AEIOU Scientific, LLC. (AEIOU) aims to develop and commercialize Ohio University's (OHIO's) patent-pending Cortical Bone Mechanics Technology (CBMT) as a non-invasive medical device for improving the diagnosis and monitoring of osteoporosis and other bone diseases. Osteoporosis and low bone mass affect 54 million Americans and 325 million people worldwide. In women, the resulting fragility fractures cause pain, disability and a higher death rate than heart disease, stroke and breast cancer combined. The associated annual medical expenses will reach $25 billion in the US and ?35 billion in Europe by 2025. While osteoporosis is characterized by a decline in bone strength leading to an increased risk of fracture, no commercially available medical device measures bone strength. Instead, physicians decide who to treat to prevent fragility fractures based on bone mineral density (BMD) measured by dual energy X-ray absorptiometry (DXA), or based on clinical risk factors assessed by FRAX (a World Health Organization questionnaire). Unfortunately, repeated and consistent prospective studies have found that neither of these methods predicts fractures well. Bone stiffness accurately predicts bone strength, but the current method for measuring bone stiffness, Quasistatic Mechanical Testing (QMT), can only be performed on excised bones. OHIO's novel CBMT enables, for the first time, noninvasive measurements of bone stiffness that are indistinguishable from QMT measurements (R2 = 0.99). AEIOU's long term goal is to develop a commercial medical device based on this technology. High demand for a CBMT-based medical device has been confirmed through interviews of 188 potential customers in the 2016 iCorps@Ohio program. In Phase I of this SBIR project, we will conduct human factors engineering studies in Aim 1 to guide the design, fabrication and validation of a CBMT medical device in Aim 2.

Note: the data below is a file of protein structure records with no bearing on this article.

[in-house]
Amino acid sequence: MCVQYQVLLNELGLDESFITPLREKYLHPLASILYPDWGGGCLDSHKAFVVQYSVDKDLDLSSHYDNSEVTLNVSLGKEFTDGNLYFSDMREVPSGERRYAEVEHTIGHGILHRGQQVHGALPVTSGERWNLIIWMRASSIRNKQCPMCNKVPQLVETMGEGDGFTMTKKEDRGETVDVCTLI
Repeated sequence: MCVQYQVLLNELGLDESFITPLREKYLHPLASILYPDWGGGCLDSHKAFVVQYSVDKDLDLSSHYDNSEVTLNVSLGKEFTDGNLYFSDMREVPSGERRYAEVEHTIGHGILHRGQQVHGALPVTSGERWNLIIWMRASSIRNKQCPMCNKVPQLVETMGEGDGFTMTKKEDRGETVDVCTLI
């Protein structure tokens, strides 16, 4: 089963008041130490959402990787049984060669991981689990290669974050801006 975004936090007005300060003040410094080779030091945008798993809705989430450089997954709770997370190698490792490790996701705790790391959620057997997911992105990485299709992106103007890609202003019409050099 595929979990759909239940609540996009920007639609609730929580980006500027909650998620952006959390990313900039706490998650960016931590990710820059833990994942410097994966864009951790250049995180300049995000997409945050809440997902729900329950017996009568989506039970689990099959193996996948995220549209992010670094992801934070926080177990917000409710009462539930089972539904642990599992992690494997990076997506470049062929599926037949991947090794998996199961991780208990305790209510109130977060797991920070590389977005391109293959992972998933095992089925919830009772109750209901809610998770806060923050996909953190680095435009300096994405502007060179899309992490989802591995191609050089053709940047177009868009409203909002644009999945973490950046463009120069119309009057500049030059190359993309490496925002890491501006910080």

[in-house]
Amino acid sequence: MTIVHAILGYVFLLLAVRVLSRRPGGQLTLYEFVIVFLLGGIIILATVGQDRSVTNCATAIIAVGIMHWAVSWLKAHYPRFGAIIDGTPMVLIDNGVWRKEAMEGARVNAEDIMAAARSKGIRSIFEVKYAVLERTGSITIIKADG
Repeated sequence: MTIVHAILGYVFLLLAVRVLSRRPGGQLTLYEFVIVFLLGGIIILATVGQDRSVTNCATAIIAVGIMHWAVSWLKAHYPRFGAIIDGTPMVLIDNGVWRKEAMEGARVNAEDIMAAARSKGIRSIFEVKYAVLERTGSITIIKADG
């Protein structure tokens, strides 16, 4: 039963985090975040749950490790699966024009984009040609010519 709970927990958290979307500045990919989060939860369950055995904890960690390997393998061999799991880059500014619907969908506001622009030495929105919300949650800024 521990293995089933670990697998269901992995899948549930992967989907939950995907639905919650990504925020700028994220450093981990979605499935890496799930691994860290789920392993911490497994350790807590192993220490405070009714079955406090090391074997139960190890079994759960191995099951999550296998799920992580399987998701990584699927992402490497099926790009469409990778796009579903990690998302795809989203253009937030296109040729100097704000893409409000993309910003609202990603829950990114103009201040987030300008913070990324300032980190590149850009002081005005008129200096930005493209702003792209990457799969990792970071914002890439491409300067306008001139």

In Aim 3, we will conduct a controlled experiment to confirm that CBMT can detect effects of changes in bone protein on bone mechanics that are unique and independent of BMD. In Phase II of this SBIR project, AEIOU and clinical collaborators will conduct studies of patients with age-related and secondary osteoporosis and low bone mass to study the effectiveness of CBMT for predicting fragility fractures and for monitoring disease progression and treatment, and to document adverse events associated with the use of CBMT in these populations.